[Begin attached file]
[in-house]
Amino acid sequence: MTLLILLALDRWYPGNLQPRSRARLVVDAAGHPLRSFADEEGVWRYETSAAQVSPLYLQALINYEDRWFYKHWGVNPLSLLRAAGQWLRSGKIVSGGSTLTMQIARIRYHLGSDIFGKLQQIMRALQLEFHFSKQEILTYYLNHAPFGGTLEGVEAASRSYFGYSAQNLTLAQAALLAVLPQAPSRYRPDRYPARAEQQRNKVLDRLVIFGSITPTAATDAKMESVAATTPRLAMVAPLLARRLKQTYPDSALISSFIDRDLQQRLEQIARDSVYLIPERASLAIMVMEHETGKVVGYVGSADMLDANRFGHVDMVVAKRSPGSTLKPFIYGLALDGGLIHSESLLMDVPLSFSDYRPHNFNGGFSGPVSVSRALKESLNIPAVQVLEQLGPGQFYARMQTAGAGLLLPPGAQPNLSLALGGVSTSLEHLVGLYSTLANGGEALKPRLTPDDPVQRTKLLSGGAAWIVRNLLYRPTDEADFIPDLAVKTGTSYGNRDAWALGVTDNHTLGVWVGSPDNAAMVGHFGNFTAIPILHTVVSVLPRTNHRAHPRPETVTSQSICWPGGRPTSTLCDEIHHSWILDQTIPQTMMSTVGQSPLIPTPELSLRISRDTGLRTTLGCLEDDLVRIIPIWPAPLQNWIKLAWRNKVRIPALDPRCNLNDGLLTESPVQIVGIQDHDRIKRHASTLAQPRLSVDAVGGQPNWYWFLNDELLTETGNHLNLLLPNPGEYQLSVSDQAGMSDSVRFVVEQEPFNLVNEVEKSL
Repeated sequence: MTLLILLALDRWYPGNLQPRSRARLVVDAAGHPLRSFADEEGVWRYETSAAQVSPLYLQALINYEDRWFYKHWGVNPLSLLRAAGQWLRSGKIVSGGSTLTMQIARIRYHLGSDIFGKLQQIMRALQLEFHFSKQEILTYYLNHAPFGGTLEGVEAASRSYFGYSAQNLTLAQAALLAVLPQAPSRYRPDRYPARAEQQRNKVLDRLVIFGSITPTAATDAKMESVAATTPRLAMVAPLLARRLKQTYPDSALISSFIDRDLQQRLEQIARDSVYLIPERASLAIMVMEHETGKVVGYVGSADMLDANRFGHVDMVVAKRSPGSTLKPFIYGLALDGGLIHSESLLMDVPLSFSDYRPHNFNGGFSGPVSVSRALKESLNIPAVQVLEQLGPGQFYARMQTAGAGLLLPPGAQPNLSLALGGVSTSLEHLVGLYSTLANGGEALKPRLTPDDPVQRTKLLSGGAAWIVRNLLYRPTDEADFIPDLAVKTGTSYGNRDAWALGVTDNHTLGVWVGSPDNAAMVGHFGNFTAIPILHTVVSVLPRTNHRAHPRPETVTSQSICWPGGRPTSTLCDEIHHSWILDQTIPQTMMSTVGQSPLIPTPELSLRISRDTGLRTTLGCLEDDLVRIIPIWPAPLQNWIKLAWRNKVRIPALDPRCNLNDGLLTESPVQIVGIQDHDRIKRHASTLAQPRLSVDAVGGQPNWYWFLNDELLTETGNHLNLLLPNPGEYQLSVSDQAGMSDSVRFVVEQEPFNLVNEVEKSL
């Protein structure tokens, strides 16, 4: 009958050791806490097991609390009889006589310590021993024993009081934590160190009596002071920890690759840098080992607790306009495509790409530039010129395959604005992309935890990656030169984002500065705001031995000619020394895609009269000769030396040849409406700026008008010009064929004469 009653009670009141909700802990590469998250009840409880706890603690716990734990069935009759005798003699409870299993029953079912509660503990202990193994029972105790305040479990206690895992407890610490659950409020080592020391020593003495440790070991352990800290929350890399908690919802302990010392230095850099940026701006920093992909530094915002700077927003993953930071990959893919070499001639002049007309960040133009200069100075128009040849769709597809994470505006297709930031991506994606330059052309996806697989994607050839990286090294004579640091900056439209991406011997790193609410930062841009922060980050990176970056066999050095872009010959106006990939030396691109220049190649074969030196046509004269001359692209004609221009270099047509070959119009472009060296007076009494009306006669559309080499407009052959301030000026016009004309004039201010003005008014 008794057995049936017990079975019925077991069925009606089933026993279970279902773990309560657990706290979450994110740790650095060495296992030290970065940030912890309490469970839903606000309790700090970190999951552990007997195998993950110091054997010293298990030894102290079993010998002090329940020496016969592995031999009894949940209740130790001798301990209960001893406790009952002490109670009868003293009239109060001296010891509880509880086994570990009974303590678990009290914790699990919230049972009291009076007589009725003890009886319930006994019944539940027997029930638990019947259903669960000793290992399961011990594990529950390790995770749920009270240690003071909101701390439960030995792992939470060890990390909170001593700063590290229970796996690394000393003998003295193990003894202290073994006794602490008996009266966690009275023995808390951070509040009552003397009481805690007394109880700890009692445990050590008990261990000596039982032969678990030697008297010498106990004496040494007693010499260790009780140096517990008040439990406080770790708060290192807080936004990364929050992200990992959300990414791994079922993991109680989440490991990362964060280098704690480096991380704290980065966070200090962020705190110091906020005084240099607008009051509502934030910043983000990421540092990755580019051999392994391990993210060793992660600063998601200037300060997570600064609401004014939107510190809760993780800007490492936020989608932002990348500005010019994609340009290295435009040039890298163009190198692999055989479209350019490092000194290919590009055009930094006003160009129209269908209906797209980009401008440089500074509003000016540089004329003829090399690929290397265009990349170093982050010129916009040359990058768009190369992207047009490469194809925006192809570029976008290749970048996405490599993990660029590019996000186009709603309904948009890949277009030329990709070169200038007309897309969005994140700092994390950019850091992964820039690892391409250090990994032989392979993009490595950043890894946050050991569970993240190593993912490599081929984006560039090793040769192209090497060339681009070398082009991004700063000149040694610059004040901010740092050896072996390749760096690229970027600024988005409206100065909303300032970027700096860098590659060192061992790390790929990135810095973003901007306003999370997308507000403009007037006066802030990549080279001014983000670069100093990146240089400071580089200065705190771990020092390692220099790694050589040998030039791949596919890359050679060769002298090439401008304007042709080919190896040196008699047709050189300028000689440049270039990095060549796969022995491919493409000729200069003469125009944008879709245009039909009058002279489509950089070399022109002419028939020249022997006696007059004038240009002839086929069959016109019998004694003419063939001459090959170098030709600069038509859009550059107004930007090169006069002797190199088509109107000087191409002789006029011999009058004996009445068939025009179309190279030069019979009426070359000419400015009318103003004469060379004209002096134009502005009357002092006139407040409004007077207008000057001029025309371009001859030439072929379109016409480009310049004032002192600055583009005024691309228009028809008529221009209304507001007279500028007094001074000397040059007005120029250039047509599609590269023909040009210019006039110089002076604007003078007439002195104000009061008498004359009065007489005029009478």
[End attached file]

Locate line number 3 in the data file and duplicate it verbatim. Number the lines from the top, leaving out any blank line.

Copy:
Repeated sequence: MTLLILLALDRWYPGNLQPRSRARLVVDAAGHPLRSFADEEGVWRYETSAAQVSPLYLQALINYEDRWFYKHWGVNPLSLLRAAGQWLRSGKIVSGGSTLTMQIARIRYHLGSDIFGKLQQIMRALQLEFHFSKQEILTYYLNHAPFGGTLEGVEAASRSYFGYSAQNLTLAQAALLAVLPQAPSRYRPDRYPARAEQQRNKVLDRLVIFGSITPTAATDAKMESVAATTPRLAMVAPLLARRLKQTYPDSALISSFIDRDLQQRLEQIARDSVYLIPERASLAIMVMEHETGKVVGYVGSADMLDANRFGHVDMVVAKRSPGSTLKPFIYGLALDGGLIHSESLLMDVPLSFSDYRPHNFNGGFSGPVSVSRALKESLNIPAVQVLEQLGPGQFYARMQTAGAGLLLPPGAQPNLSLALGGVSTSLEHLVGLYSTLANGGEALKPRLTPDDPVQRTKLLSGGAAWIVRNLLYRPTDEADFIPDLAVKTGTSYGNRDAWALGVTDNHTLGVWVGSPDNAAMVGHFGNFTAIPILHTVVSVLPRTNHRAHPRPETVTSQSICWPGGRPTSTLCDEIHHSWILDQTIPQTMMSTVGQSPLIPTPELSLRISRDTGLRTTLGCLEDDLVRIIPIWPAPLQNWIKLAWRNKVRIPALDPRCNLNDGLLTESPVQIVGIQDHDRIKRHASTLAQPRLSVDAVGGQPNWYWFLNDELLTETGNHLNLLLPNPGEYQLSVSDQAGMSDSVRFVVEQEPFNLVNEVEKSL